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I have to challenge you with two questions that I gave up trying: 1. Is it true that the column/row space of $A^2$ is a subspace of the column/row space of $A$? If so, how? 2. Suppose I have a square matrix A of non-negative entries. Let B be another matrix obtained from A by replacing one or more (but not all) of the columns with the corresponding negatives as shown in the eg. When do the columns of $A^k$ and $B^k$ span the same vector spaces? [for k=1, clear!]

eg. only one column change, i.e. the last column of B is the negative of the last column of A

$A =\left(\begin{array}{cc} 1 & 2 & 3 \\ 4 & 5 & 6 \\ 7 & 8 & 9 \\ \end{array}\right)$ , $B =\left(\begin{array}{cc} 1 & 2 & -3 \\ 4 & 5 & -6 \\ 7 & 8 & -9 \\ \end{array}\right)$

Thanks for your help!

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(1) should be fairly obvious. Column space = image. –  wj32 Oct 18 '12 at 23:47

1 Answer 1

The column and row spaces of $A^k$ will always be a subspace of the column and row spaces of $A$. This is easy to see since the columnspace of $A$ is the range of the linear mapping $T$ induced by multiplication by $A$ $$T(\mathbf{v}) = A\mathbf{v}$$ Clearly then $$\mathrm{range}(T^2) \subseteq \mathrm{range}(T)$$ The result for the rowspace can be shown by considering $A^\mathrm{T}$.

For your second question, if we assume that $A$ is invertible, then the answer is that the columnspaces will be the same for all $k$. The columns of $A^k$ will be linear combinations of the columns of $A$ and it is rather clear that the columnspace of $B^k$ is also a subspace of the columnspace of $A$. Since $B^k$ is invertible, the columns are all linearly independent and hence $$\mathrm{col}(A) = \mathrm{col}(B) = \mathrm{col}(B^2) = \mathrm{col}(B^3) = \cdots $$ As for non-invertible matrices, I'm doubtful that there are any trivial relationships. Even for $2\times 2$ matrices, there doesn't seem to be an obvious pattern. For example $$A=\begin{pmatrix} 1 & 2 \\ 2 & 4 \end{pmatrix}$$ will have the columnspace spanned by the first column vector for all powers $k$, while $$B = \begin{pmatrix} 1 & -2 \\ 2 & -4 \end{pmatrix}$$ will give you the zero matrix for all powers greater than or equal to $2$. On the other hand, the matrices $$A = \begin{pmatrix} 1 & 3 \\ 2 & 6 \end{pmatrix},\ \ \ B = \begin{pmatrix} 1 & -3 \\ 2 & -6 \end{pmatrix}$$ will have the same columnspace for all powers.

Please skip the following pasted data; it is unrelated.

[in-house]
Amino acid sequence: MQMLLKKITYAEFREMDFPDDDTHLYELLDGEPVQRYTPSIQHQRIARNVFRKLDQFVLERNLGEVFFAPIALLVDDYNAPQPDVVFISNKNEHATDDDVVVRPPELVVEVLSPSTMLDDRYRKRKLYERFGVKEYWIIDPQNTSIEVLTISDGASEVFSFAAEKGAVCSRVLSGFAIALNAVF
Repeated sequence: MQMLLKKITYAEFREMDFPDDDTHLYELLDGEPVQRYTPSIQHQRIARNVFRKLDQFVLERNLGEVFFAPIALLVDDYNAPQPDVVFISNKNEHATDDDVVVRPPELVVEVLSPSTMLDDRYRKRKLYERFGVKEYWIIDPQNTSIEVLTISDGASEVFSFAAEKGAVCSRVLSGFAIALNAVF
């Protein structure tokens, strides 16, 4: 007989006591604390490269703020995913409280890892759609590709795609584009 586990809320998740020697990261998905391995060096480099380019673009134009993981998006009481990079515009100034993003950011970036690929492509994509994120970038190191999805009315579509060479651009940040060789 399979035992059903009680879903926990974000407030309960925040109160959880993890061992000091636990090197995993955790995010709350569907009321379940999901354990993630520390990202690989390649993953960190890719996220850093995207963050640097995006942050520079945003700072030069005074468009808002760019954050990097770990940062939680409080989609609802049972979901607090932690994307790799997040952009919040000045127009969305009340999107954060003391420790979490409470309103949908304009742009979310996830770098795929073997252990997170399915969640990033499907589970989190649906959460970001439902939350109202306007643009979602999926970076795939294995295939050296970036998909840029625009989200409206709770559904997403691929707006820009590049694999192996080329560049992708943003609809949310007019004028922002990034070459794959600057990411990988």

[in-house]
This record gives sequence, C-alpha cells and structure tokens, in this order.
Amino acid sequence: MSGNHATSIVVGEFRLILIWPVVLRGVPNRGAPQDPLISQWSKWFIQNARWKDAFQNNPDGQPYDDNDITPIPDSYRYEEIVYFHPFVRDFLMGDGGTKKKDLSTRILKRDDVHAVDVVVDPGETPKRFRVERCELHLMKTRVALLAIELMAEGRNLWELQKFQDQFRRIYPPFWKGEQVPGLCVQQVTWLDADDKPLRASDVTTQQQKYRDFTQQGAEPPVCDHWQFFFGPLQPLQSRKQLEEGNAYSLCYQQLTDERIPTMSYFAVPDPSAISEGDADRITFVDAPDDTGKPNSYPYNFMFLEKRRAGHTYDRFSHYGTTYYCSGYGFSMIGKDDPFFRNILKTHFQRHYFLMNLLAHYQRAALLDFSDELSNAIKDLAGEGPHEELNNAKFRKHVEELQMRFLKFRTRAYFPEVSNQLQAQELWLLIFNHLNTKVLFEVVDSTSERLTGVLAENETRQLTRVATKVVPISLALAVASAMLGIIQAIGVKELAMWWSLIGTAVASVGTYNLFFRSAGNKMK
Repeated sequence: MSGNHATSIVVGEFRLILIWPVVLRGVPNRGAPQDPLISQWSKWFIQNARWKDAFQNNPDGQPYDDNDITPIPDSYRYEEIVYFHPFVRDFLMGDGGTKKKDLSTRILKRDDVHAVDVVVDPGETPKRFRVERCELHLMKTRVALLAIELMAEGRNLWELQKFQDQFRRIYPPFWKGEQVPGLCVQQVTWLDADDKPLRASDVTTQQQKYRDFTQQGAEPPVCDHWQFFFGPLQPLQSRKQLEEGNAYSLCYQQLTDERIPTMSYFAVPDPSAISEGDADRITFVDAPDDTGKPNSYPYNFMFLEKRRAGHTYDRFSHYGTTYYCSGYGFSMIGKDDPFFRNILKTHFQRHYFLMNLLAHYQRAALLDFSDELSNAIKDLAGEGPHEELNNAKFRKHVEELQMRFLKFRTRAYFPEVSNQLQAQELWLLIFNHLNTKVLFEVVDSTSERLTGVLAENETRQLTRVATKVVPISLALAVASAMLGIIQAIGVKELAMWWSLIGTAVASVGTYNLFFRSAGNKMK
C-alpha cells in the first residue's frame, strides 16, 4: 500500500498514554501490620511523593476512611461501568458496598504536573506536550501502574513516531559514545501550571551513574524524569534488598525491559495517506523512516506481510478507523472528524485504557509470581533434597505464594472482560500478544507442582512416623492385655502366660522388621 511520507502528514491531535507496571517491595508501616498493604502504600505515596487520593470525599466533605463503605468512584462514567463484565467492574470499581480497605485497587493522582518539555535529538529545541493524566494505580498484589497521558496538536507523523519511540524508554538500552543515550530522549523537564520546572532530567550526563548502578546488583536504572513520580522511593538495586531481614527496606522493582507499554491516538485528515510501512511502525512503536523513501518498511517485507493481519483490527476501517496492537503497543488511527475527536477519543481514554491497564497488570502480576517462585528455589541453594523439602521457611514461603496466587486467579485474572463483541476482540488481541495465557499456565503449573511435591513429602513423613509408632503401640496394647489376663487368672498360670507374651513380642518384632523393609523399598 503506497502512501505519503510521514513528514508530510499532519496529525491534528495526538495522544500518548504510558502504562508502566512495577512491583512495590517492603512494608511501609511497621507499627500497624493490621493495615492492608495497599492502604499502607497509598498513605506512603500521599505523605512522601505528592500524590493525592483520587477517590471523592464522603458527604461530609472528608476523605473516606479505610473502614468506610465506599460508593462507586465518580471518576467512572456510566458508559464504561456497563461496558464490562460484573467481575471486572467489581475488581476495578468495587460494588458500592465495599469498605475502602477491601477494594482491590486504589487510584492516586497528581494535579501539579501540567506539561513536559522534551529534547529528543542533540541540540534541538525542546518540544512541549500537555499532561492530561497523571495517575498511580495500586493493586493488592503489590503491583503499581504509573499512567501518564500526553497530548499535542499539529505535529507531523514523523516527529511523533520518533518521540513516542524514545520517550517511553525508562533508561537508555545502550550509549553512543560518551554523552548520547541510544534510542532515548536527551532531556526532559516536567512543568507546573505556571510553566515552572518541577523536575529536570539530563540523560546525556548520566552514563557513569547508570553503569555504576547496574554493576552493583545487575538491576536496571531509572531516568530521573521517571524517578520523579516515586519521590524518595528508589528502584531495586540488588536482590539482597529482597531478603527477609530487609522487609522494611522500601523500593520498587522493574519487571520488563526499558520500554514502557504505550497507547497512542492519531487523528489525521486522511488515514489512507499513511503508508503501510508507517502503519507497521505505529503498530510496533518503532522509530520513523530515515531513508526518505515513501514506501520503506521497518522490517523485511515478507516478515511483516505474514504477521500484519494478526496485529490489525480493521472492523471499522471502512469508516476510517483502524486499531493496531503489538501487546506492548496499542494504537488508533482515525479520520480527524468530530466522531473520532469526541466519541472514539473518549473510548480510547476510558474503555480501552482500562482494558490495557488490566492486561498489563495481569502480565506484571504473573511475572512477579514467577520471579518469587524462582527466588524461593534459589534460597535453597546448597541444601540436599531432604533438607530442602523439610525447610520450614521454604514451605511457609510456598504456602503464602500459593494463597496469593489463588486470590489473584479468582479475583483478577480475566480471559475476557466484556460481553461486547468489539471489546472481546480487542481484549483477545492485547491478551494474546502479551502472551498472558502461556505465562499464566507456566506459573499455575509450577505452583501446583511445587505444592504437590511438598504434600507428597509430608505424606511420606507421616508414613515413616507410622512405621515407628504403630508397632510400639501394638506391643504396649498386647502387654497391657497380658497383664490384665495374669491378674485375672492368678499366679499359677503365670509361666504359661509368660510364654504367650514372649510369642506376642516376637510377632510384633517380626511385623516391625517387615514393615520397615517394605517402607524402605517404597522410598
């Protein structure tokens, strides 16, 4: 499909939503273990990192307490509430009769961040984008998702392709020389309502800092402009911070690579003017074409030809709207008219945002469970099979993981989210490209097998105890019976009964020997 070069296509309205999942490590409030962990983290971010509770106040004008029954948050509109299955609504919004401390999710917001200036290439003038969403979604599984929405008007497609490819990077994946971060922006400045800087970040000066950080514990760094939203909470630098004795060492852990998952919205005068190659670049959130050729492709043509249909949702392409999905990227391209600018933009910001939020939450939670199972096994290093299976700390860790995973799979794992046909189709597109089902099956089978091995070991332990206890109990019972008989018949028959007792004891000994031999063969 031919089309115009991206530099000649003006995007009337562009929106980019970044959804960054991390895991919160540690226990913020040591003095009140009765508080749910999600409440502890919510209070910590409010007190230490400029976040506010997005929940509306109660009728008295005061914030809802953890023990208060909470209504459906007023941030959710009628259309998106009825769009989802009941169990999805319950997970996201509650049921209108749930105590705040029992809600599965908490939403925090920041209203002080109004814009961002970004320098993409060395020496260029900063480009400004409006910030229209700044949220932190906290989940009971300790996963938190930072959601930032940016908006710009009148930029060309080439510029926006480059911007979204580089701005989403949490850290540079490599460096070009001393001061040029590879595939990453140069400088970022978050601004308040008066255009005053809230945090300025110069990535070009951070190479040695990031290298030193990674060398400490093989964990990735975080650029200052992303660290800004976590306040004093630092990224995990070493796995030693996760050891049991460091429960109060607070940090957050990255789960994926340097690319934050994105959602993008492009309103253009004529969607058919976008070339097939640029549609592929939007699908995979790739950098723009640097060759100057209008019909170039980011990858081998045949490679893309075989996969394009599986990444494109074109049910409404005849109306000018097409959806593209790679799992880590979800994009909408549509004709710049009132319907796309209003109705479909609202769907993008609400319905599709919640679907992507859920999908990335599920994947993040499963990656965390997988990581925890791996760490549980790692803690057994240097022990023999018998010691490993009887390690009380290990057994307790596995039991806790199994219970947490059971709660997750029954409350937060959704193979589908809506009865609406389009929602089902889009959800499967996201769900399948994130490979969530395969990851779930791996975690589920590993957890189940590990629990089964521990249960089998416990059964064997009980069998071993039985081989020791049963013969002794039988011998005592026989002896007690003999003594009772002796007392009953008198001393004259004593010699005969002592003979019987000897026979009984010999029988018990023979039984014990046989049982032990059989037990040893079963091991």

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Thank you EuYu. The first one have been answered. The second one is where I am. I was just wondering if there could be non-trivial restrictions that would make it. Suppose $$A=\begin{pmatrix} a & b \\ c & d \end{pmatrix}$$ and $$B=\begin{pmatrix} a & -b \\ c & -d \end{pmatrix}$$ where $a,b,c,d\ge 0$. Seeing the relationship that $A^2=C+D$ and $B^2=C-D$, I feel that there might be some non-trivial special cases where $col(A^2)=col(B^2)$ –  basta Oct 19 '12 at 5:19
    
If $A$ is diagonalizable, then $range(A)=range(A^k)$ for all $k \in \mathbb{N}$. –  chaohuang Oct 19 '12 at 5:42

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